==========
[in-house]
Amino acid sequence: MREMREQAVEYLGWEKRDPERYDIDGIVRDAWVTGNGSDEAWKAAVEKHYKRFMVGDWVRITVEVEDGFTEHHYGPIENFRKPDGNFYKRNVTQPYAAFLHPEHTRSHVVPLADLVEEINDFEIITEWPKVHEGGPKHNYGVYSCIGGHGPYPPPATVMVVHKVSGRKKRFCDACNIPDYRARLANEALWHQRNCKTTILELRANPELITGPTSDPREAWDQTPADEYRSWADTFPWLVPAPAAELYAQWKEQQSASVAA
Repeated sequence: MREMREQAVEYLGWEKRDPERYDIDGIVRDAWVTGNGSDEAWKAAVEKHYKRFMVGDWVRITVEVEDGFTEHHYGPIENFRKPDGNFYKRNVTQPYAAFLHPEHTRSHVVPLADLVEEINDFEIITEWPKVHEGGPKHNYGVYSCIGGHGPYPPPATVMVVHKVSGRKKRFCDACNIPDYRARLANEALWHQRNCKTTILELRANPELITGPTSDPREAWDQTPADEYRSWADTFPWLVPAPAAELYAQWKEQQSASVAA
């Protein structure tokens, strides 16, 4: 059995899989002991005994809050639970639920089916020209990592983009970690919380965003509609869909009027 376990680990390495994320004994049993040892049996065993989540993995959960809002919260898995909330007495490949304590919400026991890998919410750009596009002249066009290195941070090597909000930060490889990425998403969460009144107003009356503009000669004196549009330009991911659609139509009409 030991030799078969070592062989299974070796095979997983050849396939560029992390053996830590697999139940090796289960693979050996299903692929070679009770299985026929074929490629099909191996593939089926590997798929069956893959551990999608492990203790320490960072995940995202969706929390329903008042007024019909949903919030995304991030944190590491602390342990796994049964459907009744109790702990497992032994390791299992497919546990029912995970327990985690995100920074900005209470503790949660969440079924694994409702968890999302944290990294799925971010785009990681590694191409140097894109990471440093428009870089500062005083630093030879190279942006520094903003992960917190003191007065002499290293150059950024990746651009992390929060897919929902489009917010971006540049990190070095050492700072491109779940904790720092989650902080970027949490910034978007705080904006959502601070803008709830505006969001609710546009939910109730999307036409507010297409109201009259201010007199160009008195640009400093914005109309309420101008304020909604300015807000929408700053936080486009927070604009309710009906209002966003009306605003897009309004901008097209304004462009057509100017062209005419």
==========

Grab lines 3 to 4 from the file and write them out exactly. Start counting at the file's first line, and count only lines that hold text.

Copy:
Repeated sequence: MREMREQAVEYLGWEKRDPERYDIDGIVRDAWVTGNGSDEAWKAAVEKHYKRFMVGDWVRITVEVEDGFTEHHYGPIENFRKPDGNFYKRNVTQPYAAFLHPEHTRSHVVPLADLVEEINDFEIITEWPKVHEGGPKHNYGVYSCIGGHGPYPPPATVMVVHKVSGRKKRFCDACNIPDYRARLANEALWHQRNCKTTILELRANPELITGPTSDPREAWDQTPADEYRSWADTFPWLVPAPAAELYAQWKEQQSASVAA
């Protein structure tokens, strides 16, 4: 059995899989002991005994809050639970639920089916020209990592983009970690919380965003509609869909009027 376990680990390495994320004994049993040892049996065993989540993995959960809002919260898995909330007495490949304590919400026991890998919410750009596009002249066009290195941070090597909000930060490889990425998403969460009144107003009356503009000669004196549009330009991911659609139509009409 030991030799078969070592062989299974070796095979997983050849396939560029992390053996830590697999139940090796289960693979050996299903692929070679009770299985026929074929490629099909191996593939089926590997798929069956893959551990999608492990203790320490960072995940995202969706929390329903008042007024019909949903919030995304991030944190590491602390342990796994049964459907009744109790702990497992032994390791299992497919546990029912995970327990985690995100920074900005209470503790949660969440079924694994409702968890999302944290990294799925971010785009990681590694191409140097894109990471440093428009870089500062005083630093030879190279942006520094903003992960917190003191007065002499290293150059950024990746651009992390929060897919929902489009917010971006540049990190070095050492700072491109779940904790720092989650902080970027949490910034978007705080904006959502601070803008709830505006969001609710546009939910109730999307036409507010297409109201009259201010007199160009008195640009400093914005109309309420101008304020909604300015807000929408700053936080486009927070604009309710009906209002966003009306605003897009309004901008097209304004462009057509100017062209005419």